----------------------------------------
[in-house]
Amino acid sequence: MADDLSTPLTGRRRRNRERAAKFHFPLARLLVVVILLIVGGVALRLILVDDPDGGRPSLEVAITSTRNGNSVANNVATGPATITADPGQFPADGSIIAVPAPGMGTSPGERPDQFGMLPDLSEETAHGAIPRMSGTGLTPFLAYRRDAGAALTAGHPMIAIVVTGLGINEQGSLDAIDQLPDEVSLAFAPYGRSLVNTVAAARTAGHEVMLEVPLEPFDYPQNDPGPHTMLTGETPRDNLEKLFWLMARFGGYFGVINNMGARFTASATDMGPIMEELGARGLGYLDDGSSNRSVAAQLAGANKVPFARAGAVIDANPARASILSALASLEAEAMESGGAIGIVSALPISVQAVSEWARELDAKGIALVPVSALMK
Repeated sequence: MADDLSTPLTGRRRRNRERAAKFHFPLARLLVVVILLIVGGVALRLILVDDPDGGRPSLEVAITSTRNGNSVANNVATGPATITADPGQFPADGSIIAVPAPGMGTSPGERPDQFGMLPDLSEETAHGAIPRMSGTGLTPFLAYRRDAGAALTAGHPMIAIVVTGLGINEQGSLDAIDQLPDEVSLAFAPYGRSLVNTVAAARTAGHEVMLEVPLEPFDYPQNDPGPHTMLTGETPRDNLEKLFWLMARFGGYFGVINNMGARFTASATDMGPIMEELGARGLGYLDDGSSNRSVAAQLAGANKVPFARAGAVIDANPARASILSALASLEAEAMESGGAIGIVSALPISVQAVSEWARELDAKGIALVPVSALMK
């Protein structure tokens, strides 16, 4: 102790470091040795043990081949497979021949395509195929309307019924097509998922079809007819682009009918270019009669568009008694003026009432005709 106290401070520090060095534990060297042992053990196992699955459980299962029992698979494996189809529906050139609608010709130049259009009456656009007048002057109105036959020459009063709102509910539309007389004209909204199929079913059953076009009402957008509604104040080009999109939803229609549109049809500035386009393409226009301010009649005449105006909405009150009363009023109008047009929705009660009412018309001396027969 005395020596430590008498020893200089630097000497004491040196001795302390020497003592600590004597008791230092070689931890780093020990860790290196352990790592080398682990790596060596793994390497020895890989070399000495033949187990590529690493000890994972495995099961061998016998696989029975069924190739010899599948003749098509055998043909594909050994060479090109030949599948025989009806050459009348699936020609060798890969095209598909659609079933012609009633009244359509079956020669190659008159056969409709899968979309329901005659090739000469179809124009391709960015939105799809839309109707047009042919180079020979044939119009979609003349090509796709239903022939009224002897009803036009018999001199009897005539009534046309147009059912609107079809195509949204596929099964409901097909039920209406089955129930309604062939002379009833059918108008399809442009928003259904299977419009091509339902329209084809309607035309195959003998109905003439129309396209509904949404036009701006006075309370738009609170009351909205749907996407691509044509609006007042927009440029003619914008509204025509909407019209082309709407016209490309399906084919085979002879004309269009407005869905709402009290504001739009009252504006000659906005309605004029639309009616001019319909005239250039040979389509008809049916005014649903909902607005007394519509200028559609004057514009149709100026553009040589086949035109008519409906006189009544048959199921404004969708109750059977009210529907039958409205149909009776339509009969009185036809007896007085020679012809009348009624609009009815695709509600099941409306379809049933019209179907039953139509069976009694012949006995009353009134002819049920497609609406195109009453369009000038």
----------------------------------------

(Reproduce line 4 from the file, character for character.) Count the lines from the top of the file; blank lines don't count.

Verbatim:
């Protein structure tokens, strides 16, 4: 102790470091040795043990081949497979021949395509195929309307019924097509998922079809007819682009009918270019009669568009008694003026009432005709 106290401070520090060095534990060297042992053990196992699955459980299962029992698979494996189809529906050139609608010709130049259009009456656009007048002057109105036959020459009063709102509910539309007389004209909204199929079913059953076009009402957008509604104040080009999109939803229609549109049809500035386009393409226009301010009649005449105006909405009150009363009023109008047009929705009660009412018309001396027969 005395020596430590008498020893200089630097000497004491040196001795302390020497003592600590004597008791230092070689931890780093020990860790290196352990790592080398682990790596060596793994390497020895890989070399000495033949187990590529690493000890994972495995099961061998016998696989029975069924190739010899599948003749098509055998043909594909050994060479090109030949599948025989009806050459009348699936020609060798890969095209598909659609079933012609009633009244359509079956020669190659008159056969409709899968979309329901005659090739000469179809124009391709960015939105799809839309109707047009042919180079020979044939119009979609003349090509796709239903022939009224002897009803036009018999001199009897005539009534046309147009059912609107079809195509949204596929099964409901097909039920209406089955129930309604062939002379009833059918108008399809442009928003259904299977419009091509339902329209084809309607035309195959003998109905003439129309396209509904949404036009701006006075309370738009609170009351909205749907996407691509044509609006007042927009440029003619914008509204025509909407019209082309709407016209490309399906084919085979002879004309269009407005869905709402009290504001739009009252504006000659906005309605004029639309009616001019319909005239250039040979389509008809049916005014649903909902607005007394519509200028559609004057514009149709100026553009040589086949035109008519409906006189009544048959199921404004969708109750059977009210529907039958409205149909009776339509009969009185036809007896007085020679012809009348009624609009009815695709509600099941409306379809049933019209179907039953139509069976009694012949006995009353009134002819049920497609609406195109009453369009000038």